Personality Disorder

What is it

Each person has a unique set of personality traits that enhance their experiences and those that can make life more challenging at the best of times. However, some people experience long term patterns of distressing thoughts, feelings and behaviors that impact on their perception of reality and interrupt their ability to cope. This mental health condition is known as a personality disorder. 

People who exhibit traits of personality disorders experience difficulties with their sense of identity, empathy and independence. They find it hard to adapt to situations and in maintaining close relationships with friends, family and romantic partners. Anger outbursts may result in high conflict relationships or people may isolate themselves altogether as a way of managing further distress. These patterns typically develop during adolescence and become more severe into adulthood where people can find it difficult to function in everyday life.

What it includes

Currently, nine different personality disorders are recognised by the American Psychiatric Association (APA) in the DSM 5. While each disorder has a unique set of symptoms, they are grouped into three clusters -
  • Cluster A: Paranoid, schizoid and schizotypal are classified as the 'odd or eccentric' personality disorders. People with these conditions may be suspicious or guarded, interpreting others motives as dangerous, and others may lack interest in social contact or display bizarre thoughts and behaviours that stand out at social events.
  • Cluster B: Antisocial, histrionic, borderline and narcissistic personality disorders are grouped as having ‘highly expressed emotions and impulsive actions’ (such as anger or deliberate self-harm). People with these conditions may lack concern for others, have chronic low self-esteem or require significant attention from others to settle themselves emotionally. 
  • Cluster C: Avoidant, obsessive-compulsive and dependent personality disorders each include anxiety and rigidity. People with these conditions may be pre-occupied with inadequacy and extremely sensitive to the judgements of others, be perfectionistic and need to be in control, or fear being alone and be submissive in relationships.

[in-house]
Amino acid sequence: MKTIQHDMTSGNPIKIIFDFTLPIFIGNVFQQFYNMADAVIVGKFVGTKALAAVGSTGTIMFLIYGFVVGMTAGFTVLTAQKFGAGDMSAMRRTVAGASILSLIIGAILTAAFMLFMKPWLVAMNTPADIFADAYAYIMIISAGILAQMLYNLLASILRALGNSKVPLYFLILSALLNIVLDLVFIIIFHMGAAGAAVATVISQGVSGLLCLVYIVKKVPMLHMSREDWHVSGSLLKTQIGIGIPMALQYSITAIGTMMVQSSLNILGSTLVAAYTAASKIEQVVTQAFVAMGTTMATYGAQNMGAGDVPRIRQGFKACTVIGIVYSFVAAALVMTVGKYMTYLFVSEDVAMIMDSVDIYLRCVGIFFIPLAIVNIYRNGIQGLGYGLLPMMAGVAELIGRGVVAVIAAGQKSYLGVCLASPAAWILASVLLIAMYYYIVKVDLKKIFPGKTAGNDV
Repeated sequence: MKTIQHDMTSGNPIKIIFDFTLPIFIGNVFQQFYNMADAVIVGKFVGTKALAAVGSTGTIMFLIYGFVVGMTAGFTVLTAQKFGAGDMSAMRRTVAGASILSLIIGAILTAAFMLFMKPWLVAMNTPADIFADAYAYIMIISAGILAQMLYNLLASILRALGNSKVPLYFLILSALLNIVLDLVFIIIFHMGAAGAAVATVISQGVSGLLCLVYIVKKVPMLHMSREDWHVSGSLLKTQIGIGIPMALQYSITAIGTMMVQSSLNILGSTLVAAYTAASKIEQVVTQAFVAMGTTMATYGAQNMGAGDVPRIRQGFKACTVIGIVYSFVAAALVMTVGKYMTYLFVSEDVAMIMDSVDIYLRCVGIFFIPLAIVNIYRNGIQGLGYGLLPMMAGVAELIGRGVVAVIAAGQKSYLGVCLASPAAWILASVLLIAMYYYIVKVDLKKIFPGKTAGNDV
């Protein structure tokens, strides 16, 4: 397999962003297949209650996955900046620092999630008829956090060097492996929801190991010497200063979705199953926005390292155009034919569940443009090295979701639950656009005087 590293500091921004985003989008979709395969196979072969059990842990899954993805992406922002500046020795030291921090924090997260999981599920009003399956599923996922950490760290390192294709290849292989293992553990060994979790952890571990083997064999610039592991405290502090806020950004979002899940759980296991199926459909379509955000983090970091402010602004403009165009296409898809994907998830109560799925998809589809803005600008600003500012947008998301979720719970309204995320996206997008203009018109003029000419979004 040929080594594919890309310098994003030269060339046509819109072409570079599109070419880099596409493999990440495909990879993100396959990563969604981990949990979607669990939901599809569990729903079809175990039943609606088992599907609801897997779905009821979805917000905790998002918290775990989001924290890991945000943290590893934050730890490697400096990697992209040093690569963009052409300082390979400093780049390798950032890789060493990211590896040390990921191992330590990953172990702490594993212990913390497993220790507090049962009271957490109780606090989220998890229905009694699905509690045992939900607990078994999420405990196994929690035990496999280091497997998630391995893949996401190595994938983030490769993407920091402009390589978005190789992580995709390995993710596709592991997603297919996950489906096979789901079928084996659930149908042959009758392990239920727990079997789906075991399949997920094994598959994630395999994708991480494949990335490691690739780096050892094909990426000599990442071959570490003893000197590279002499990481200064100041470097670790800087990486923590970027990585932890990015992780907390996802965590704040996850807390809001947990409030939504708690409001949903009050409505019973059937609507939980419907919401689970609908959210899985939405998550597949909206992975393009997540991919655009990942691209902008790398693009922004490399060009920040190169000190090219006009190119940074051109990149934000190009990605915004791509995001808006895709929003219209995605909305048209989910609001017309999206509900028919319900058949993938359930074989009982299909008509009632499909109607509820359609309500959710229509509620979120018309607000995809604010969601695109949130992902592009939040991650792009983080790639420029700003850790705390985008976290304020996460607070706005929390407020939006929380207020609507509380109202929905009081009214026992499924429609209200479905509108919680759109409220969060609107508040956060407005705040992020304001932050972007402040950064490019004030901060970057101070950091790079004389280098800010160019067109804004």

As personality disorders commonly co-occur with other conditions, such as depression, anxiety and substance abuse, people often lack awareness of their condition and can seek help for several years before a correct diagnosis is made by a GP or trained mental health professional. People with one personality disorder also tend to exhibit traits of other personality disorders, which can create personal confusion about whether one set of symptoms explains their circumstances fully. Family and friends assisting with the diagnostic process can be helpful in clarifying queries about the disorders. 

What we do

There is no one single treatment that has been developed for all personality disorders but each disorder can benefit from psychoeducation to assist in understanding and with psychological interventions to build coping skills for managing symptoms and any crisis that may present. Cognitive behavioural therapy (CBT), Dialectical behavioural therapy (DBT) and Schema Focused Therapy (SFT) have all been shown to be effective treatment options for borderline personality disorder, while other personality disorders have received less research attention. Treatment should be medium to long term (i.e.  >12 months), clients need to be consistent in attendance and their completion of homework to improve outcomes. Family or carer support and medication are also important treatment considerations, particularly in times of acute stress. 

Our Practitioners

Dr Bronwyn Massavelli

"Clinical Psychologist"

Dr Bronwyn Massavelli, Clinical Psychologist B.Psych Sc (Hons 1), M.Clin Psych, PhD (Psychology). MAPS, MCCLIN, MPAIG, MPAWS Dr Bronwyn Massavelli is a registered Clinical Psychologist and provider wi...

To make an appointment, you can book Dr Bronwyn Massavelli online, or call KCPSYCH on 3256 6320 today.

Author

Dr Angela Hain